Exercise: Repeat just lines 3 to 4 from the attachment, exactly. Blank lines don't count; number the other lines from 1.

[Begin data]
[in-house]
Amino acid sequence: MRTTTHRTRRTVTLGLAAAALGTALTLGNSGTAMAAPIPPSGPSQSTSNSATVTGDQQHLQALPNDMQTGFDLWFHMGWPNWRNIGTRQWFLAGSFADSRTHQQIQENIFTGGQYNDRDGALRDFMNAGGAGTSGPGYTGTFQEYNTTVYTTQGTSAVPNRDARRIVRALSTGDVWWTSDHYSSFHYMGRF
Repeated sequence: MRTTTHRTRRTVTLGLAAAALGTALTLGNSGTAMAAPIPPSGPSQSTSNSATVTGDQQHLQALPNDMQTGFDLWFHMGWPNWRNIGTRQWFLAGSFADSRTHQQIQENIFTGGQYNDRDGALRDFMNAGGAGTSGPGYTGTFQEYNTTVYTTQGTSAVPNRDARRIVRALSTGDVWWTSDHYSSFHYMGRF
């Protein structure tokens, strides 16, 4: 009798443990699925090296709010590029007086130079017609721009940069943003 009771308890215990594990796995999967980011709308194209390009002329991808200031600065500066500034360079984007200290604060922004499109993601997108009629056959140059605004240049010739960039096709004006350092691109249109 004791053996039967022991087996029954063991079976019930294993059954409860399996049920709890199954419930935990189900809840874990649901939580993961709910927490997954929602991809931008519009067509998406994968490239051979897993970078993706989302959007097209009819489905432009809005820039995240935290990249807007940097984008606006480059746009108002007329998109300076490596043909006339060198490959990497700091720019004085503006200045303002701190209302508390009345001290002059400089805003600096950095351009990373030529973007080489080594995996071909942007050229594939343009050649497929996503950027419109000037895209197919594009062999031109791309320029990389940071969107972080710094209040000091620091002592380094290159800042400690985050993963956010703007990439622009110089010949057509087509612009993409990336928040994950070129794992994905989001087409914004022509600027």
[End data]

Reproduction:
Repeated sequence: MRTTTHRTRRTVTLGLAAAALGTALTLGNSGTAMAAPIPPSGPSQSTSNSATVTGDQQHLQALPNDMQTGFDLWFHMGWPNWRNIGTRQWFLAGSFADSRTHQQIQENIFTGGQYNDRDGALRDFMNAGGAGTSGPGYTGTFQEYNTTVYTTQGTSAVPNRDARRIVRALSTGDVWWTSDHYSSFHYMGRF
């Protein structure tokens, strides 16, 4: 009798443990699925090296709010590029007086130079017609721009940069943003 009771308890215990594990796995999967980011709308194209390009002329991808200031600065500066500034360079984007200290604060922004499109993601997108009629056959140059605004240049010739960039096709004006350092691109249109 004791053996039967022991087996029954063991079976019930294993059954409860399996049920709890199954419930935990189900809840874990649901939580993961709910927490997954929602991809931008519009067509998406994968490239051979897993970078993706989302959007097209009819489905432009809005820039995240935290990249807007940097984008606006480059746009108002007329998109300076490596043909006339060198490959990497700091720019004085503006200045303002701190209302508390009345001290002059400089805003600096950095351009990373030529973007080489080594995996071909942007050229594939343009050649497929996503950027419109000037895209197919594009062999031109791309320029990389940071969107972080710094209040000091620091002592380094290159800042400690985050993963956010703007990439622009110089010949057509087509612009993409990336928040994950070129794992994905989001087409914004022509600027």